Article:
As a flavonoid, quercetin is able to stabilize membranes. This is not only true of free-floating blood cells, but also capillary and arterial walls. These activities are due to the ability of quercetin to act as a potent antioxidant as well as an inhibitor to the enzyme hyaluronidase (an enzyme that breaks down connective tissue). The benefits of quercetin are becoming well known, and purified quercetin should become more popular in years to come. The absorption of quercetin is limited, and studies have shown that the enzyme bromelain is capable of increasing the intestinal absorption of quercetin. Quercetin is listed in the National Formulary and can be purchased N.F.
Hesperidin is a molecule which contains hesperetin (a bioflavonoid molecule) and the disaccharide rutinose. It performs antioxidant actions as well as having potent anti-allergy, anti-inflammatory and anti-viral properties. It works with vitamin C for the promotion of vascular tissue strength. No longer considered a vitamin, Hesperidin and other bioflavonoids are now known to have many beneficial effects such as improving the effectiveness of vitamin C, improving capillary fragility, antioxidant and free radical protection to name but a few.
The recommended dose for Quercetin is 200-400mg tid. It is best to take it before meals.
Since Quercetin's action is preventive, it's best taken daily a week or two before pollen season and continued throughout.
No toxicity has been identified with Quercetin. If taken in large doses, however, it can cause blood pressure to decrease.
Quercetin should be avoided during pregnancy.
Plants high in bioflavonoids such as quercetin and curcuma (rose hips, bilberry) are especially useful because they reduce your body's production of histamines or leukotrienes (substances that cause allergy symptoms) and strengthen connective tissue.
Quercetin appears to stabilize the membranes of the mast cells that release histamine. Since quercetin's action is preventive, it is best taken daily a week or two before pollen season and continued throughout.
Bioflavonoids may be useful because of their reported antioxidant properties, their ability to increase the strength of the capillaries, and to regulate their permeability. Rutin, in particular, is often recommended for varicose veins.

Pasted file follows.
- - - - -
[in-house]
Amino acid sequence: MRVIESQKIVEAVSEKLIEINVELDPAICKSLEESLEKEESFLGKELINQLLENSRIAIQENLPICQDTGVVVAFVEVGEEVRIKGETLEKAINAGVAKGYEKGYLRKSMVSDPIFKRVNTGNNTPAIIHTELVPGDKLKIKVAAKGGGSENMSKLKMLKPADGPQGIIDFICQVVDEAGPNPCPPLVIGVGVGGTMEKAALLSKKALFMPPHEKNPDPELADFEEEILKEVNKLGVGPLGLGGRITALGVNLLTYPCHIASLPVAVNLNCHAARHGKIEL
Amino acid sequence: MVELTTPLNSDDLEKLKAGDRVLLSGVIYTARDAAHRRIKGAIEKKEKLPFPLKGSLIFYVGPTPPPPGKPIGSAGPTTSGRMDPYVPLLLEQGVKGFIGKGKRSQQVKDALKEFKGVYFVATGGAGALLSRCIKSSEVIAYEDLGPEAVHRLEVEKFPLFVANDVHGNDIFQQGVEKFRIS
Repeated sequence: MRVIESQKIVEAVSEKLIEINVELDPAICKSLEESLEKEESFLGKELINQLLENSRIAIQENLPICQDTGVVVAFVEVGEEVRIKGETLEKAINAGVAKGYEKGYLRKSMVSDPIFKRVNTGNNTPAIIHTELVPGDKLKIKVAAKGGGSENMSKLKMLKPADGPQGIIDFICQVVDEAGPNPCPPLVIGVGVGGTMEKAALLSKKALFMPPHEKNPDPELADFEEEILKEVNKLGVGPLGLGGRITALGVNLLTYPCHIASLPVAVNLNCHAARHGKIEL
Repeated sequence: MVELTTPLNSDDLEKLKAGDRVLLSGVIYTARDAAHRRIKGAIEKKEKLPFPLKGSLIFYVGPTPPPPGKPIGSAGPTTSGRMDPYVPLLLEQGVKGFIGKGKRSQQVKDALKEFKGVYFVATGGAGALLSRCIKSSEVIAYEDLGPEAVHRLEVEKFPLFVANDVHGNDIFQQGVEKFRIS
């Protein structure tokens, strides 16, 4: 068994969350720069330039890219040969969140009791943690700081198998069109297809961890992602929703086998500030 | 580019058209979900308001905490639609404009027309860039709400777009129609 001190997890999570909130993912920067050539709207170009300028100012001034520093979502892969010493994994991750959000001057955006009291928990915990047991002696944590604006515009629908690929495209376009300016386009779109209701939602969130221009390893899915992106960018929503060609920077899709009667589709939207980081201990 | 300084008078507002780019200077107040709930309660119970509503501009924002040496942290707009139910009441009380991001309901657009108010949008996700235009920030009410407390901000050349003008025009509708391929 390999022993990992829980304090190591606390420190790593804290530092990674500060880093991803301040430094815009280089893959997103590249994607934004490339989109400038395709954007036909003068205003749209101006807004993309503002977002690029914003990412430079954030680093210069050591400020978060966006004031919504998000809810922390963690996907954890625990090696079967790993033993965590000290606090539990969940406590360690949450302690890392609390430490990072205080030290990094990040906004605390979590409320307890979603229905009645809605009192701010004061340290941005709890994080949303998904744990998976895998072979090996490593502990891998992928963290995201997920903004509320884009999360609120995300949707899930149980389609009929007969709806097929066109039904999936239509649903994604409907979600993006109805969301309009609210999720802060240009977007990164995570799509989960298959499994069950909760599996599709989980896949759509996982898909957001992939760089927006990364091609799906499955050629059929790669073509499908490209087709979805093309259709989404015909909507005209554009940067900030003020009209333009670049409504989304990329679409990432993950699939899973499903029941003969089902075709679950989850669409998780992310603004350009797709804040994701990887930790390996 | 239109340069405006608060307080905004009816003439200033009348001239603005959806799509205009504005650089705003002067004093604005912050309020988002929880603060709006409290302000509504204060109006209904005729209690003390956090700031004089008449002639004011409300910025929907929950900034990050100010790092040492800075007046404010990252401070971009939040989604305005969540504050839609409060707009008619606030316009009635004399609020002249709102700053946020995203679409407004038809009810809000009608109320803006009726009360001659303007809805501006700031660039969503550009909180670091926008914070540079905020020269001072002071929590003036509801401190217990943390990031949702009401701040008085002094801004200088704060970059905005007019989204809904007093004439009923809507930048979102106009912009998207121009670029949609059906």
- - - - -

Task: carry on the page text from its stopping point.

Bioflavonoids are known for their ability to chelate (bond with and remove) metals from the body.
Capillary fragility is believed to play a role in many cases of menorrhagia. Supplementation with vitamin C and bioflavonoids has been shown to reduce menorrhagia. As vitamin C is known to significantly increase iron absorption, its therapeutic effect could also be due to enhanced iron absorption.
Clinical trials have not yet examined the effects of the bioflavonoid quercetin in the treatment of inflammation. However, several inflammation-promoting pathways are known to be inhibited by quercetin.
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When doctors recommend supplementation, the most common amounts suggested are 1,000mg of citrus flavonoids or 400mg of quercetin, each taken three times per day. No side-effects have been linked to the flavonoids except for catechin, which can occasionally cause reversible fever, hives and anemia from the breakdown of red blood cells.
Quercetin appears to be important in the prevention of asthma attacks. It has been shown to inhibit histamine release from mast cells and basophils when stimulated by antigens (triggers). In addition, quercetin has both a vitamin C-sparing effect and a direct stabilizing effect on membranes, including mast cells. It is also an antioxidant. Other flavones also inhibit histamine release, but to a lesser degree.